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Reza Aslan

Associate Professor of Creative Writing
Reza Aslan
Middle Eastern Culture, Politics and Policy
At a time when the health of the world may rely on bridging the divide between the U.S. and the Middle East, Professor Aslan is working through education and the arts — sharing literature, movies, music and art as a way of breaking down the walls that separate these people and to connect people at the individual level.

Areas of Expertise

Areas of Expertise:
  • Public Policy: Islam and Iran
College: Affiliations: Press Release/Article: Profile:

Select Honors and Distinctions

  • Truman Capote Fellow in Fiction
  • No god but God: The Origins, Evolution, and Future of Islam — Named one of the 100 most important books of the last decade

Research Summary

Bridging the divide between the U.S. and the Middle East.

Q&A

Q: Why is your work important? How does it benefit society?
I try in my work to bridge the gap between the people and cultures of North America and Europe (the West) and those of the Middle East and the larger Muslim world. I do this through education — trying to teach the two groups about each other, their political, social and religious histories — but more importantly through the arts, sharing literature, movies, music and art as a way of breaking down the walls that separate these people and connecting people at the individual level.

Q: What is the ultimate goal of your research?
To show that beyond the labels of nationality or religion or society or culture that people are all the same, with the same dreams, the same hopes, the same aspirations and the same challenges.

Q: What influence do you hope your writing has had on U.S. policy-makers or general public, when it comes to understanding Iran, the Middle East, responding to jihadists, or how much of the world views Americans and U.S. foreign policy?
With regard to foreign policy, it’s important that people recognize how to read the languages that are spoken in the Middle East. Not literally languages, but the language of religion, the language of culture. There are ways in which people communicate with each other and the outside world that carry lot of cultural baggage. If you don’t understand that, you don’t understand what people are saying.

With regard to the general public, my most important role is to make sure that people recognize there isn’t anything exceptional, different or unique about Muslim people. The issues they are confronted with and the methods they use to face the challenges of the modern world are, when break them down, exactly the same as the issues and methods of people in the West.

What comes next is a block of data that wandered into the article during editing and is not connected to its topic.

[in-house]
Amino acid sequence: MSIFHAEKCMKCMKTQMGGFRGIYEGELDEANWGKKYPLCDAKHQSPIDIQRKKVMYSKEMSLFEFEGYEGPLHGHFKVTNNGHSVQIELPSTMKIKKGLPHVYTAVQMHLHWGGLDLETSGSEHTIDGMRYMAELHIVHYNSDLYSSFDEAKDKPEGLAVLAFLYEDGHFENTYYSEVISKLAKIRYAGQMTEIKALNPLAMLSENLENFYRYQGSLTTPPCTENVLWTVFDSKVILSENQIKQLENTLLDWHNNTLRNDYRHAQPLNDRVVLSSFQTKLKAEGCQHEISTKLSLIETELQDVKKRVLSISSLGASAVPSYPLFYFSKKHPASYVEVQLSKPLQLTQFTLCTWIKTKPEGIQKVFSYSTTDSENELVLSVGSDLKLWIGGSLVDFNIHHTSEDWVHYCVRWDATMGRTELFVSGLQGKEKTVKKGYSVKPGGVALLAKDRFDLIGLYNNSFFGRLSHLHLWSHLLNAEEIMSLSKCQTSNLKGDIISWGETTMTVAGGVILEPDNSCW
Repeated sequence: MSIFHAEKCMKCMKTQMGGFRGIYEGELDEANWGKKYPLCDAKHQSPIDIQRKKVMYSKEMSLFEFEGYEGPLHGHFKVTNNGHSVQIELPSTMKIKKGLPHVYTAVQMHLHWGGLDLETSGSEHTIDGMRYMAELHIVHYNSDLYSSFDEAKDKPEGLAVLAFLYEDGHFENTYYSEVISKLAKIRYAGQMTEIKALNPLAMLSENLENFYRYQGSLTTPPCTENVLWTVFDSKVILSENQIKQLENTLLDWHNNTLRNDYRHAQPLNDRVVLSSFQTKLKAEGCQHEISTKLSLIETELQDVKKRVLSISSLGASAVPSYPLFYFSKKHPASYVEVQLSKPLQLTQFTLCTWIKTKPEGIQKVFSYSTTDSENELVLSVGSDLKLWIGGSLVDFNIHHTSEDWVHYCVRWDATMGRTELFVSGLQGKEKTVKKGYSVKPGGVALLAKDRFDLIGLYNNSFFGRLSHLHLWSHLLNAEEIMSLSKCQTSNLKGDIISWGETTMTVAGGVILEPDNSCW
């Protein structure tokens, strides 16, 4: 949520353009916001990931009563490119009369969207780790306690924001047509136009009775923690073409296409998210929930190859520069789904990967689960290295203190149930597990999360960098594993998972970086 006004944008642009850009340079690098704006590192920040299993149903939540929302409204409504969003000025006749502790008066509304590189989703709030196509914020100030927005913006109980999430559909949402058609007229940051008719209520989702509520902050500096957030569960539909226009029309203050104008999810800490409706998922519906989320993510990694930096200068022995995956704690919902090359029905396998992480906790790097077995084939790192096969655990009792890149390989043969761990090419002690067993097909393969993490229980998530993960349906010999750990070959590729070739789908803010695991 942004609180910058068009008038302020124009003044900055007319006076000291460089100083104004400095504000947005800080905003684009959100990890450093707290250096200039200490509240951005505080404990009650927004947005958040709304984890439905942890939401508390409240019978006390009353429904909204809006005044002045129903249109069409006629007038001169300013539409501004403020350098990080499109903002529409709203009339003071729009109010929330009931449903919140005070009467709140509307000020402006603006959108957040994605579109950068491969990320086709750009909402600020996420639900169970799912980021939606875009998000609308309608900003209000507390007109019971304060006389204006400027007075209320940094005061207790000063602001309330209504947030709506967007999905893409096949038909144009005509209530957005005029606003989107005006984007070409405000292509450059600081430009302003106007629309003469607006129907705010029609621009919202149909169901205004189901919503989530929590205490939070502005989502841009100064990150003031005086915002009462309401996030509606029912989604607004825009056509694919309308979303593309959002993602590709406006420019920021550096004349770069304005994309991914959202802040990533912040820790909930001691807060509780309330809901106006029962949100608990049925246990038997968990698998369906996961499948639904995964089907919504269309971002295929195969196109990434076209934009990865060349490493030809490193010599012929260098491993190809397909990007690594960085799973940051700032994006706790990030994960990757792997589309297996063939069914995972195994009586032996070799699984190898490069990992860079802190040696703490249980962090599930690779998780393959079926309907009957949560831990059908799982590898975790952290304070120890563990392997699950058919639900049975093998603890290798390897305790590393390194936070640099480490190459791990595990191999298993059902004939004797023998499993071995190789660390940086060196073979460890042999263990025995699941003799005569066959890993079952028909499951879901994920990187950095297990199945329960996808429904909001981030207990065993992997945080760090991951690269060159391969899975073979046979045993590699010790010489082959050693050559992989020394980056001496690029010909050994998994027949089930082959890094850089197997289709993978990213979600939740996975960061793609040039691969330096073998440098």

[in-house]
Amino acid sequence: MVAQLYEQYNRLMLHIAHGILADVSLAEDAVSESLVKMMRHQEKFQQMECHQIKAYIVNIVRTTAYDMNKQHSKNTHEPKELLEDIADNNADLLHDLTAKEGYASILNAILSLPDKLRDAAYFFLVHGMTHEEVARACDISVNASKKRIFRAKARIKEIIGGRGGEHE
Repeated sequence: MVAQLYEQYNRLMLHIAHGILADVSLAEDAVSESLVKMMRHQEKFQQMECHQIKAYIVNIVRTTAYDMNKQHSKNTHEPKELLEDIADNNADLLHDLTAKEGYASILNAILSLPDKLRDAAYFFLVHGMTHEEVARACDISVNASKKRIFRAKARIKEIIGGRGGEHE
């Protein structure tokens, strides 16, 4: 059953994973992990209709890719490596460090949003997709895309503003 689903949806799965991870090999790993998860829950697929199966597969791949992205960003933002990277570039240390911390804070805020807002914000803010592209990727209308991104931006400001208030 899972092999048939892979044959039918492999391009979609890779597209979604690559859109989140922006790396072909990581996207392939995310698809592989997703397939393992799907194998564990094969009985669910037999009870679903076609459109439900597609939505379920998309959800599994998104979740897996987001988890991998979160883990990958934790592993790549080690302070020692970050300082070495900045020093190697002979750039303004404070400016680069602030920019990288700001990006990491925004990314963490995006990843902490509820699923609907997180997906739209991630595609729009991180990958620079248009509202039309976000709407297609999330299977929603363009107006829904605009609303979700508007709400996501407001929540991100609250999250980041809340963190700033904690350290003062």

Q: Your latest book, “Tablet and Pen,’’ is a collection of Middle Eastern literature. What do you hope this project accomplishes?
To tell the story of the Middle East, using Persian, Arabic, Urdu and Turkish literature and create an overall narrative that tells the story of the last 100 years of an incredibly diverse region. About one-quarter of this literature had never been translated into English before.

Q: What is the biggest myth about your research?
The biggest myth is that I’m proselytizing. I am a Ph.D. in religions who writes about all religions. But when I speak about Islam, I am immediately tagged as proselytizing for Islam. It reflects a larger sentiment that if you’re in this country and speaking calmly, rationally and effectively about Islam and the Middle East you must have some insidious designs. It’s amazing how mainstream this is.

Q: What does “Living the Promise” mean to you?
UCR is by far one of the most ethnically diverse campuses in the UC system. My goal of building cultural and societal bridges is very much in tune with the overall cultural, racial and ethnic landscape of UCR. I am happy to be at a place where I can promote these ideas in the kind of landscape that fosters it.

Q: In your spare time, what are you reading?
Graham Greene’s, “The End of the Affair,” the Daily Beast and my own news site, aslanmedia.com, which is run by young citizen reporters all over the world. These are college students who are interested in the world. It’s sort of a Huffington Post about the Middle East — art, culture, news, film — and it’s all volunteer-run.

Q: How do your students inspire you?
So many of the students at UCR are first-generation immigrants. I am a first-generation immigrant whose family sacrificed to get me where I am today. It’s inspiring to be around young people who really know how much an education is worth, and who recognize they have to work hard to do well and fulfill the dreams of their parents.
Reza Aslan “People are all the same, with the same dreams, the same hopes, the same aspirations and the same challenges.”

—Reza Aslan
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